Pentagram’s Domenic Lippa rebrands Jane Austen’s House
Encouraged to ditch visual cliches associated with the author, Lippa imbued the new identity with a sense of the writer’s image but in a modern context.
- Jenny Brewer
- 15 April 2020
Pentagram partner Domenic Lippa and his team have rebranded museum Jane Austen’s House with a new visual identity that aims to eschew cliches associated with the author and reposition her work in a contemporary context. Typically, the Austen visual world employs a few common signifiers, explains Lippa: her signature, silhouette and portrait, as well as script typefaces and soft, lavender-centred colour palettes. The new monogram, typography and colour palette is more modern, while still elegant and decorative, and imbued with much-considered links to the writer and her personality.
“The previous identity was lacking in character, something we felt could be drawn from the House’s rich history, and a sense of confidence about itself as the most important Austen site in the world,” Domenic Lippa tells it’s Nice That. The house in Hampshire is where Austen lived for the last eight years of her life, and wrote her major works Sense and Sensibility, Pride and Prejudice, Mansfield Park, Emma, Northanger Abbey and Persuasion. It contains first editions of her books, plus the writer’s jewellery, furniture, textiles and her 12-sided desk, which inspired a stamp in Pentagram’s brand identity.
Previously called Jane Austen’s House Museum, the name was the first thing to change on the project, looking to make the most of the site’s personal ties to the author. The new shorter name “better reflects the experience of visiting the house,” Lippa tells It’s Nice That, “which should feel more like stepping back in time than a traditional museum experience, and more intimate”.
The new wordmark is inspired by the hand-drawn character ‘A’ which appears in a letter written by Austen to her niece in 1815, which is on show at the house. “We spent a lot of time in the house and during the research process we found [the letter], in which she uses a distinctive capital letter ‘A’ which we felt could serve as inspiration for a unique J.A. monogram,” says Lippa. “The challenge was to create a mark that had enough of a connection to the source material without feeling like a pastiche of her handwriting – something that we’d seen done before. We achieved this by creating a monolinear form that takes some inspiration from the forms of our logotype.”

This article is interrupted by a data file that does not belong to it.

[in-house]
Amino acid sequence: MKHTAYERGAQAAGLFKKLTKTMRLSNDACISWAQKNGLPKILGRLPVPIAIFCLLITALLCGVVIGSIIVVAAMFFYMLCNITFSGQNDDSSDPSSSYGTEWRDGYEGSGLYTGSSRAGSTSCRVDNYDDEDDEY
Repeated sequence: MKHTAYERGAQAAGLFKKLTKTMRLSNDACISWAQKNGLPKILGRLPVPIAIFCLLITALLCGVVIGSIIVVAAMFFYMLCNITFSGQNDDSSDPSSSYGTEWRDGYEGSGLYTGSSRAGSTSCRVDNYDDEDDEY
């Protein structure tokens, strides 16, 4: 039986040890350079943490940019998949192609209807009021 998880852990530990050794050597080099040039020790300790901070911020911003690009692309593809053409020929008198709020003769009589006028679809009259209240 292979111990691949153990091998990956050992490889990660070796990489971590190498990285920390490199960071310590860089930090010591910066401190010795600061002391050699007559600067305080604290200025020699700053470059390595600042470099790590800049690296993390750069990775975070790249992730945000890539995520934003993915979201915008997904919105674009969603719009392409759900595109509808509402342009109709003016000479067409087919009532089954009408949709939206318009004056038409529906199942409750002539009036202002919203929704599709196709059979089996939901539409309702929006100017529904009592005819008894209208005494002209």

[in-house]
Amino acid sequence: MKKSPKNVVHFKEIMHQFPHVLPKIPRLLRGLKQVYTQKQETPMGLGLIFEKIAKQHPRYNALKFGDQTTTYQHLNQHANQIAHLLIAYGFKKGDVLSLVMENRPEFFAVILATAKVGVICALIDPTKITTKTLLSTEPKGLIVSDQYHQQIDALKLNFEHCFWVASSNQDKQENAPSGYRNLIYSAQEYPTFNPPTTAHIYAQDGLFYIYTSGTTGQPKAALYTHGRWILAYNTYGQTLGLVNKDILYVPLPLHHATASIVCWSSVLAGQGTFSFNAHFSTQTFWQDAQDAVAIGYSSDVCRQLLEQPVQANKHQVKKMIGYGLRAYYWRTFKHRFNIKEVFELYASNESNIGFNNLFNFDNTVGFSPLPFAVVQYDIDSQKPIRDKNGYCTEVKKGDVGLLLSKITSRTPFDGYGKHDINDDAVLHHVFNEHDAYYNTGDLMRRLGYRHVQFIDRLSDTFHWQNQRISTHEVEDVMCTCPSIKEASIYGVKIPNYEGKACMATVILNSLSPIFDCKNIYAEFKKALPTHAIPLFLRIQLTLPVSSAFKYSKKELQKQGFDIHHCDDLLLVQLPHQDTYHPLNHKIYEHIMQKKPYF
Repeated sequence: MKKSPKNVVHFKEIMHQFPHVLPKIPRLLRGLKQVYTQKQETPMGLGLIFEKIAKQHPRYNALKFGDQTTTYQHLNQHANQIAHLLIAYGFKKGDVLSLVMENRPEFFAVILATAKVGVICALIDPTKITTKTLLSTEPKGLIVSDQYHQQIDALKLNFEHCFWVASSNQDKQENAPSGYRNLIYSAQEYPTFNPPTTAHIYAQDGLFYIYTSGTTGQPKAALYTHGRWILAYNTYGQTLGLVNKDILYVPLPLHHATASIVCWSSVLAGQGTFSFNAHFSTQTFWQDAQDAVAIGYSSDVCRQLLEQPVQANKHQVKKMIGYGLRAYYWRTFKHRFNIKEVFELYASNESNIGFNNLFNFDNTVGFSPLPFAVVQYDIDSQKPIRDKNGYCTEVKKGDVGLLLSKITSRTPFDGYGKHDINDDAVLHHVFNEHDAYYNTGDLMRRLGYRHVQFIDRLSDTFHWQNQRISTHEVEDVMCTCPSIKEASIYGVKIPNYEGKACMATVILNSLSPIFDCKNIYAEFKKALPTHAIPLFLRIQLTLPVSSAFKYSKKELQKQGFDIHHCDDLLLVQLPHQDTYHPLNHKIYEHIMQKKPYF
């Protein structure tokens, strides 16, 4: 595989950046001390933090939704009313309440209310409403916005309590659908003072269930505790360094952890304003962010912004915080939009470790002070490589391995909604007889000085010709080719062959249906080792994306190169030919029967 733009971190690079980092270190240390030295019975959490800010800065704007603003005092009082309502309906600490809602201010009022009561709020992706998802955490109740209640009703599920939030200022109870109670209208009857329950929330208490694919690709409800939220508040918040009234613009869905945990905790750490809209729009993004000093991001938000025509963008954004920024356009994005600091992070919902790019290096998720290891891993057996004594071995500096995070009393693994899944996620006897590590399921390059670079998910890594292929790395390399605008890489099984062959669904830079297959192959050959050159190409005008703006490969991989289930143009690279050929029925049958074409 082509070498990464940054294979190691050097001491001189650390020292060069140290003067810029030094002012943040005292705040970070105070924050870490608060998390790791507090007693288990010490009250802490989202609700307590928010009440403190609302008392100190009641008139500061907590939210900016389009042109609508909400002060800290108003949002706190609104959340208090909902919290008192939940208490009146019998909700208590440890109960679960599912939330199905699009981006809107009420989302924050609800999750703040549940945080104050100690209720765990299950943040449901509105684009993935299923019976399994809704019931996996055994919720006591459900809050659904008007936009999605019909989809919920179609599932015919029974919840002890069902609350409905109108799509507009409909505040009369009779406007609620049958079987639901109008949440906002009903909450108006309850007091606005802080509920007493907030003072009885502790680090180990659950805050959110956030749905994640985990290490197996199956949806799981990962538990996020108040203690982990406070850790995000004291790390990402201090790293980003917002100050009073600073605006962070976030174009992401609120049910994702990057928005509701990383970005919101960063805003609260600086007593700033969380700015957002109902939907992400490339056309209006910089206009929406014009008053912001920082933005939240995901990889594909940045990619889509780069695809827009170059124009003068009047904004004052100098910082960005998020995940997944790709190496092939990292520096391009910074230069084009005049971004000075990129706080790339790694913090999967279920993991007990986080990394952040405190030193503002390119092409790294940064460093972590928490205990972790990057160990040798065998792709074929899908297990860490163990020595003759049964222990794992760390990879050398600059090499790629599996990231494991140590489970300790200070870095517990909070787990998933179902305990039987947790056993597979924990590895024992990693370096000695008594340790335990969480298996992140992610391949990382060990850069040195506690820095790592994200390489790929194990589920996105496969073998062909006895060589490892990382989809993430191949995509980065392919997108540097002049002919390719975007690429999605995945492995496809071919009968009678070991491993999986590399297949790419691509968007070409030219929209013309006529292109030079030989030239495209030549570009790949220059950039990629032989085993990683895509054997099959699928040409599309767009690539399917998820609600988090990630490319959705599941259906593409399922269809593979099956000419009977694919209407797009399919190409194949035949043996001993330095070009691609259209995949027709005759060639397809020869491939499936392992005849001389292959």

The identity uses two typefaces, Caslon Egyptian Regular for the logotype and headlines and Caslon Doric for body copy. Egyptian Regular is an updated version of Two Lines English Egyptian, the first commercially available sans-serif typeface, while Caslon Doric is Commercial Type’s modern take on the classic sans serif. “We did a fair bit of type investigation, looking at what would have been contemporaneous to Austen’s time and how she’s been presented typographically in the past – and how we could react against this,” says Lippa.
“Egyptian is a digital interpretation of the first commercially available sans-serif, first released by William Caslon Jr. in 1816 – a year before Jane died. We were keen to use something British and the fact that it was a ‘first’ resonated with our idea of Austen as a trailblazer. Sans-serifs wouldn’t have been something Jane would have seen used as a printing type in her life but she would certainly have seen similar typography used more vernacularly in signwriting.” Caslon Doric was chosen as it has “a similar genesis to our headline typeface but expands on it with a beautiful lowercase and a much bigger family of styles.”
The colour palette is taken from original wallpaper samples found in the house, while Austen quotes pop up on merch, to give readers and fans “engaging and celebratory moments through her words”. Though the roll out throughout the museum is on pause during lockdown, the identity can be explored in some photography (here) and elsewhere on the website, designed by Open Culture.
GalleryDomenic Lippa / Pentagram: Jane Austen's House
About the Author
After five years as It’s Nice That’s news editor, Jenny became online editor in June 2021, overseeing the website’s daily editorial output.
Jenny is currently on maternity leave.